Anyway, now that you have a rough estimation of how many calories you’re eating we have two things we need to do. First is determine if you’re even in a position to go into a fat loss phase. The second is to start calculating your macros. What do I mean IF you’re in a position to go into a fat loss phase? Well if you’re maintaining your weight on a very low amount of calories it wouldn’t make sense to try and lose weight. Think about it. If you’re maintaining weight on 1200 calories, what are you going to do to lose? Eat 900 calories? What about when your plateau on that? 800? 600? At what point can you not possibly do it anymore? If you’re not in a good position to lose? It’s time to start looking into reverse dieting to improve your metabolism and put you in a position to succeed.


Anyway as far as calculating your macros (you’ll want to do this no matter what phase you go into) I actually recommend you take a week eating about the same amount of calories you did before but with more structured macro targets. This way not only do you get a little practice with macros first but you’ll get an even better understand of where you’re at metabolically. Think of it as an opportunity to make your fat loss an even better success.


Now that you know your total calories, and keeping in mind 1 gram of protein has 4 calories, 1 gram of carbs have 4 calories and 1 gram of fat has 9 calories. I recommend you start with a protein target of anywhere between .8 to 1.2 grams of protein per pound of body weight. If you have a lot of weight to lose, you can use lean body mass to calculate this instead of total body weight. Protein is easily the most difficult macro for most people to hit, but also the most important because it’s A) responsible for building and maintaining muscle mass B) by far the most thermogenic macro (your body burns about 30% of protein just processing it vs about 6% for carbs and 2% for fat) and C) it’s also by far the most satiating macro meaning when calories get low more protein will help you feel less hungry. From there you want to set your fats. Choose somewhere between 20%-30% of your calories from fat, I usually suggest right around 25% (rarely will I want someone under 20% ever.) If you prefer more fat aim to the higher end, if you prefer more carbs aim for the lower end. From there the rest of your calories come from carbs.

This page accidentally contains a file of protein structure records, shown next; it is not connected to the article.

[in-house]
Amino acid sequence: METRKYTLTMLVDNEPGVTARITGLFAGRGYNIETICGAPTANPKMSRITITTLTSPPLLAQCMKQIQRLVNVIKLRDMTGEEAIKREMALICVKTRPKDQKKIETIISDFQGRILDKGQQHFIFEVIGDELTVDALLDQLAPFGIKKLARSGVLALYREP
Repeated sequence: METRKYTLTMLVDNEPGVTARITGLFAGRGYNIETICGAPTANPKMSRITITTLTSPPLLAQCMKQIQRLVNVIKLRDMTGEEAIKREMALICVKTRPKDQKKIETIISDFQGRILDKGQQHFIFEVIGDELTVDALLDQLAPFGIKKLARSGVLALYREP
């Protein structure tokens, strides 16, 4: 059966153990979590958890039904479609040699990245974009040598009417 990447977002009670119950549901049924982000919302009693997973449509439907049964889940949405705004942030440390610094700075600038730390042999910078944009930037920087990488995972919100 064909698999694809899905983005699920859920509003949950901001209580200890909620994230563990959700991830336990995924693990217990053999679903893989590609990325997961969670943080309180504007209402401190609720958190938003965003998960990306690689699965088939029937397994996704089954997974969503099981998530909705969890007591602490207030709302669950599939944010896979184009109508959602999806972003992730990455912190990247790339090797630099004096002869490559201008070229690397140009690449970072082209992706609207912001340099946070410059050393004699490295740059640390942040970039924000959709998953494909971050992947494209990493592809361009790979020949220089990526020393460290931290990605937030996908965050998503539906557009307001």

To try and help this make more sense I’ll show you an example. Say you are 160 lbs and you’re going to eat 2000 calories daily (random number, easy math.)

  1. If you eat 1 gram per pound of body weight that would be 160 grams of protein. Since 1 gram of protein has 4 calories you’re getting 160 x 4 = 640 calories from protein.
  2. Say you choose 27% of your calories to come from fat. 27% of 2000 would be 540 calories. 540/9 = 60 grams of fat.
  3. Since you have 540 calories from fat and 640 coming from protein we know we have 820 calories left to get to 2000 and it’s all coming from carbs. 820/4 = 205 grams of carbs daily.
  4. So your daily macro target is 160 protein, 205 carb, 60 fat.


This doesn’t mean you have to hit those numbers exactly and you can have higher/lower days to get to a weekly average, but it’s a starting point. Understand that it DOES NOT require perfection, and I typically recommend you just try to stay within a certain range. In a more serious phase you may try to stay within 5 grams of everything, just starting out you may aim to stay within 10 or even 20 or interchange some carb and fat calories. The point is don’t get stuck trying to be perfect, just get in the ballpark and understand you can’t bank on success every day, use weekly averages to help balance life.


Now if you’ve kept your calories the same for a week or even if you decide to jump right into a fat loss phase, it’s time to reduce your calories so you can start burning fat. I usually recommend dropping calories from anywhere between about 300-700 calories from your maintenance calories depending on how much I know about someone. If you have a longer more extreme history of dieting? You probably need to be on the more aggressive side. Almost no history of dieting? The lower end will probably be a good starting point. The trick is you need to make a significant enough drop to elicit a response, but not so much that you have no room for adjustments down the road.